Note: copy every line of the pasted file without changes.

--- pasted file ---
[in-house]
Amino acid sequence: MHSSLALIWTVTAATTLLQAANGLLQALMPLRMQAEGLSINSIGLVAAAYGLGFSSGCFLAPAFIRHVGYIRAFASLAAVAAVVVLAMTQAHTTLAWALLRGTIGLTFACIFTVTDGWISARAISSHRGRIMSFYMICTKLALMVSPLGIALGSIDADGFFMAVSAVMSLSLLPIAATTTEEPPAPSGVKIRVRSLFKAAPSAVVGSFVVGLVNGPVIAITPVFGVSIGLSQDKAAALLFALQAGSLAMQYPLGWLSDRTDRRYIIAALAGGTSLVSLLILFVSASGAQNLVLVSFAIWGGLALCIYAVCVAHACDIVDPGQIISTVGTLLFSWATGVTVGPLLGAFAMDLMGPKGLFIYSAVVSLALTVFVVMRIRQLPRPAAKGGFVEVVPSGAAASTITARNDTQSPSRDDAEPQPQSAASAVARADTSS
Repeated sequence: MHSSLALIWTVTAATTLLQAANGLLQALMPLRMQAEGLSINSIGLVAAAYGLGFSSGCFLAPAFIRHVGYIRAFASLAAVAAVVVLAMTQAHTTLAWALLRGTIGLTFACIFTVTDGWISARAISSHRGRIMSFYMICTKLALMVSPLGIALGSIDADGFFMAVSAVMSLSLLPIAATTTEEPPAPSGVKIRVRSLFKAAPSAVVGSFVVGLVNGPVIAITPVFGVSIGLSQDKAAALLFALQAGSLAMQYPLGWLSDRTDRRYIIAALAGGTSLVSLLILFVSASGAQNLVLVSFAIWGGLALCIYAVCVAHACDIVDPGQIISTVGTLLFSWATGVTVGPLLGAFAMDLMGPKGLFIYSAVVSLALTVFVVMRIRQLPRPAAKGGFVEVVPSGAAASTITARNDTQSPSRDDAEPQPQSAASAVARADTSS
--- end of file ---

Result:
[in-house]
Amino acid sequence: MHSSLALIWTVTAATTLLQAANGLLQALMPLRMQAEGLSINSIGLVAAAYGLGFSSGCFLAPAFIRHVGYIRAFASLAAVAAVVVLAMTQAHTTLAWALLRGTIGLTFACIFTVTDGWISARAISSHRGRIMSFYMICTKLALMVSPLGIALGSIDADGFFMAVSAVMSLSLLPIAATTTEEPPAPSGVKIRVRSLFKAAPSAVVGSFVVGLVNGPVIAITPVFGVSIGLSQDKAAALLFALQAGSLAMQYPLGWLSDRTDRRYIIAALAGGTSLVSLLILFVSASGAQNLVLVSFAIWGGLALCIYAVCVAHACDIVDPGQIISTVGTLLFSWATGVTVGPLLGAFAMDLMGPKGLFIYSAVVSLALTVFVVMRIRQLPRPAAKGGFVEVVPSGAAASTITARNDTQSPSRDDAEPQPQSAASAVARADTSS
Repeated sequence: MHSSLALIWTVTAATTLLQAANGLLQALMPLRMQAEGLSINSIGLVAAAYGLGFSSGCFLAPAFIRHVGYIRAFASLAAVAAVVVLAMTQAHTTLAWALLRGTIGLTFACIFTVTDGWISARAISSHRGRIMSFYMICTKLALMVSPLGIALGSIDADGFFMAVSAVMSLSLLPIAATTTEEPPAPSGVKIRVRSLFKAAPSAVVGSFVVGLVNGPVIAITPVFGVSIGLSQDKAAALLFALQAGSLAMQYPLGWLSDRTDRRYIIAALAGGTSLVSLLILFVSASGAQNLVLVSFAIWGGLALCIYAVCVAHACDIVDPGQIISTVGTLLFSWATGVTVGPLLGAFAMDLMGPKGLFIYSAVVSLALTVFVVMRIRQLPRPAAKGGFVEVVPSGAAASTITARNDTQSPSRDDAEPQPQSAASAVARADTSS